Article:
Bion's infant: How he learns to think his thoughts

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  • This article was downloaded by: [University of Waterloo]On: 30 October 2014, At: 12:02Publisher: RoutledgeInforma Ltd Registered in England and Wales Registered Number: 1072954Registered office: Mortimer House, 37-41 Mortimer Street, London W1T 3JH,UK

    Infant Observation:International Journal ofInfant Observation and ItsApplicationsPublication details, including instructions forauthors and subscription information:http://www.tandfonline.com/loi/riob20

    Bion's infant: How he learns tothink his thoughtsNancy H. WolfPublished online: 04 Feb 2008.

    To cite this article: Nancy H. Wolf (2003) Bion's infant: How he learns to think histhoughts, Infant Observation: International Journal of Infant Observation and ItsApplications, 6:1, 10-24, DOI: 10.1080/13698030308401684

    To link to this article: http://dx.doi.org/10.1080/13698030308401684

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  • Bions Infant How He Learns to Think His Thoughts

    Nancy H. Wolf

    y thinlung on Bion and the infant began when I was invited to speak to The New York Freudian Societys Infancy and M Toddler Program about Bions understanding of prenatal

    life and infancy. The Infancy Toddler Program knew of my interest in Bion through a paper I had written and presented on reverie; their request gave me the opportunity to investigate Bion anew in regard to his specific writings on infancy. My initial interest in Bion was sparked by Thomas Ogdens writings on both Melanie Klein and Wilfred Bion. I was particularly interested in Ogdens account of Bions extension of Kleins concept of projective identification. Bions idea that projective identifi- cation is the earliest form of thinking seemed potentially useful in my work with patients who used language less symbolically or not at all. The Bion Conference in California in February of 2002 occurred after my talk with the candidates; the conferences focus on the prenatal mind was enormously provocative and helpful to me in elaborating the thinking begun with the candidates in the New York Freudian Society Infancy and Toddler Program, and in its application to my own clinical work.

    Bions infant is a theoretical one; Bion has not observed and studied the infant a s Daniel Stern nor has he treated the infant as Melanie Klein or Margaret Mahler or Donald Winnicott have. Bion knows of infancy through speculative imagination and reconstruction. Bion supposes that intrauterine life exposes the foetus to experience that is repstered. These experiences or impingements can be considered as a kind of thought or trace thought. Bion wonders what the infant does with his thoughts, how he makes sense of them. The developmental task before

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  • Bions Infant

    the infant is to acquire the capacity to think his thoughts; central to this task is the communication of these thoughts to another. I intend to discuss Bions interest in intra-uterine life and infancy as opportunities to examine archaic levels of thought and to study the importance of projec- tive identification for finding means to communicate these thoughts, making them available for thinking. I will show how his understandings can contribute to both adult and child treatment.

    I am an adult psychoanalyst so when I wish to illustrate how Bions theories apply to infants, I will cite clinical moments from the work of the Swedish psychoanalyst, Johan Norman. I will begin, however, with a clinical moment in my practice. My way of listening and containing the analysands communications and my interventions owe much to my understanding of Bion and his thinhng about comprehending archaic levels of the mind.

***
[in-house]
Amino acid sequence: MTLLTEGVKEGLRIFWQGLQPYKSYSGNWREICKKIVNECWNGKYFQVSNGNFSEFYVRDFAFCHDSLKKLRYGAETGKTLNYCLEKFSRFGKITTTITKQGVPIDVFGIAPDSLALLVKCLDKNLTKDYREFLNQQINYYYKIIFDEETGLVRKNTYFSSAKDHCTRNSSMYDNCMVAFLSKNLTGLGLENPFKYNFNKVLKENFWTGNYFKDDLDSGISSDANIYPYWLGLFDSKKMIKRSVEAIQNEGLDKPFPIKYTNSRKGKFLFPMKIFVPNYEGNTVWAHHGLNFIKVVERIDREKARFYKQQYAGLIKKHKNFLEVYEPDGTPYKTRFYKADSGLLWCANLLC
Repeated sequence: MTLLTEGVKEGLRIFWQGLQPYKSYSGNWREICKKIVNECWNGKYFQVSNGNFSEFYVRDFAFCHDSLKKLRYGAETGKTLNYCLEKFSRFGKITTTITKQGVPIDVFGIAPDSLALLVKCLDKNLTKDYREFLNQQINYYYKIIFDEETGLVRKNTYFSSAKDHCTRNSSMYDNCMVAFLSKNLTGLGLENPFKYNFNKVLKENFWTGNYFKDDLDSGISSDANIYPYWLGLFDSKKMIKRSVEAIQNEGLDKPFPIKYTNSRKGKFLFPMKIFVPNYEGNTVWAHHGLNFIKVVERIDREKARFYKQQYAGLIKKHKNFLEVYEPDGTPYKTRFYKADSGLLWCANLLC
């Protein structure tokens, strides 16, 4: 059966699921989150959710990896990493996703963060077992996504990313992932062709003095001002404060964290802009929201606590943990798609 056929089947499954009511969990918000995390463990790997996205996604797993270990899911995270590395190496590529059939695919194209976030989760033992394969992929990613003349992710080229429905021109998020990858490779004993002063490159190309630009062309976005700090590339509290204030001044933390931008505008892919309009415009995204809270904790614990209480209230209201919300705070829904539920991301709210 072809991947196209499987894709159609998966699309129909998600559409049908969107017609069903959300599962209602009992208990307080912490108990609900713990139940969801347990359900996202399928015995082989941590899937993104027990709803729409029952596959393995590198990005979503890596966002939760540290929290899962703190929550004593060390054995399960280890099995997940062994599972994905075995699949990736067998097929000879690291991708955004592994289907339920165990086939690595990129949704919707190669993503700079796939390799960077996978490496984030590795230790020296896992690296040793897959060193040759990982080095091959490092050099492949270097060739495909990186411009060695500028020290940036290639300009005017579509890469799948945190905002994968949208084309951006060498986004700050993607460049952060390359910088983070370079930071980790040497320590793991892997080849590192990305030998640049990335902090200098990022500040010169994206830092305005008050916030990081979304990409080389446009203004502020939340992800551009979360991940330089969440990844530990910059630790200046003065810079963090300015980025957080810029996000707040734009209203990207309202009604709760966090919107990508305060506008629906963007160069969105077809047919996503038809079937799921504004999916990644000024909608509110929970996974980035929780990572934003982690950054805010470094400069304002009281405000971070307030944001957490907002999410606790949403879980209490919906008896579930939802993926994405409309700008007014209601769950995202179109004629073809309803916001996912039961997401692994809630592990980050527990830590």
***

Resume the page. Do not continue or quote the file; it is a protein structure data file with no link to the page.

My patient is a 30-year-old woman whom I have been seeing for three years four times a week. This session led me to contextualise a particular state of self representation that was more experienced than represented. It was not the first time we encountered her powerful conviction that something was very wrong with her, but that conviction was forcefully alive in this session. A particular event in her personal life meant that she had to face a failure in a relationship and speak with her friend about it. She began by telling me that she was angry with herself all day and at other people who got in her way. I responded by recalling with her how any difficulty in her life resulted in her attacking herself. She agreed, but only seemed partially able to use my intervention for reflection; she mostly maintained her conviction that difficulties meant impairments in her. Then she continued to tell me that a recent job appointment might interrupt our meeting schedule temporarily. She felt that niy lack of response indicated a too willing acceptance of her absence. We thought about this together and then Something shifted in the session. It shifted without my fully understanding why, though in retrospect it may have been that she felt that I wanted to get rid of her and nothing in our inter- change had altered her belief.

    The shift lay in the character of the communication. Her words carried an emotional force that seemed to be the essence of the commu- nication. She began to tell me of her childhood wishes to hurt other chil- dren and that she in fact had acted on them. This was information I had not heard about before, and my usual way of working would have been to ask more about this recollection. But it felt less like a communication to think about and more like an assault. In retrospect, I can gather it up as an attempt to attack me in retaliation for my non response to her

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  • The International Journal of Infant Observation

    possible interruption, as an attempt to disturb me with this disturbing part of her self, as a more powerfully direct way to prove to me that she was flawed, and to explain it if I dared. This was an emotional commu- nication that seemed less about recollection or memory and more about placing something powerful in the room; maybe this something was about who was dangerous to whom, me the abandoner or she the one awful enough to need to be forever abandoned. The most I could venture to address this was to ask her with whom she was angry. She mumbled something, then said maybe herself. She began to speak of how ugly she was. Moving inore into my usual frame, I asked her how she was ugly? In response, her tone and use of language shifted again. Here I think the shift in her level of communication resulted from my having been able to contain her projections. She began speaking to me as her analyst, not as the container for her projections. She said as I have told you before, it is not something I can see; its more a feeling . . . like being deformed. And slowly I had room to think and my thought was about an infant being given away and what might be registered emotion- ally with such an abandonment. Her mother had placed her in an orphanage shortly after her birth.